Our ancestors lived off the land. They snacked throughout the day and didn’t gorge themselves on large meals. They ate things that grew naturally from the ground from the sweat of their brow, and had a diet lower in protein, since those sources were sometimes harder to obtain. They didn’t have the luxury of buying prepackaged foods with a long shelf life, or meat from a freezer. They ate what they had, as they had it, and it was mostly fresh! Many plants and some animals provide your body with the energy it needs to survive. Our bodies are designed to run and react best off of natural food sources.

Fruits and vegetables are our foundation of nutrition. These wonderful, brilliant sources of energy should make up the majority of our daily diets, to prevent obesity, high blood pressure, type 2 diabetes, cancer, osteoporosis, asthma, and many other ailments and diseases.

Fruits and vegetables are loaded with antioxidants, minerals, and vitamins—essential to what our bodies need for energy and its chemical processes.

Although not all fruits are sweet in taste, they do contain varying levels of sugar. However, these are natural sugars that nature has provided, as opposed to man-made processed sugars and additives. The body is designed to use and process these sugars much more efficiently.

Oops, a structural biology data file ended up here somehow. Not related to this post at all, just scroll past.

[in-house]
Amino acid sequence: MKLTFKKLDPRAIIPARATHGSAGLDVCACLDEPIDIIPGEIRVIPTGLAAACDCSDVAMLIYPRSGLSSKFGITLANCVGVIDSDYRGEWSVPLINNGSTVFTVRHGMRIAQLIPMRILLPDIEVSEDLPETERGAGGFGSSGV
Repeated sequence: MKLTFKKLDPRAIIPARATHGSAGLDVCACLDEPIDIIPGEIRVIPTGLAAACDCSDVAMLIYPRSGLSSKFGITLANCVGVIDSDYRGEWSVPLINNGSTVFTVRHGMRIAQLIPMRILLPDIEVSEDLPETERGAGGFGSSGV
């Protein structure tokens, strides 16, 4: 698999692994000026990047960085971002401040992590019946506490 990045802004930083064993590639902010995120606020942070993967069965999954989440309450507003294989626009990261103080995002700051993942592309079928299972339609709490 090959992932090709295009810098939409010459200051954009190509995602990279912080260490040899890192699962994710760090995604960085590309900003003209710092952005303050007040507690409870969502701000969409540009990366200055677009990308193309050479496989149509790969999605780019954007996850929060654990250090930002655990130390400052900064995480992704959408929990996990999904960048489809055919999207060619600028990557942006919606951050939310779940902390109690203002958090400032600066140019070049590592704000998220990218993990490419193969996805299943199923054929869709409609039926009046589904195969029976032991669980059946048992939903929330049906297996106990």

Eating fruits and vegetables in their purest form -- raw -- is best. However, get inspired! Try eating them raw, grill them, boil them, steam them, put them in rice or pasta dishes, and blend them in your favorite smoothies or juices. The more creative you are the greater chance you have of staying consistent and eating the daily required amounts of fruits and vegetable servings to fuel your body!

When you purchase them, purchase 1-2 times a week and make sure you eat them all up to avoid spoilage, waste, and rot.

How many fruits and veggies should I eat a day?

Are you wondering just how much you should eat? The Center for Disease Control and Prevention seems to have it figured out.

Fruits and Veggies

A

  • Apples
  • Avocados
  • Asparagus
  • Atemoya
  • Alfalfa Sprouts
  • Apricots
  • Asian Pears
  • Artichokes

B

  • Bamboo shoots
  • Boniato
  • Bananna
  • Bean sprouts
  • Belgian Endive
  • Bok Choy
  • Boysenberries
  • Broccoflower
  • Broccoli
  • Brussels sprouts
  • Beans
  • Beets
  • Bell peppers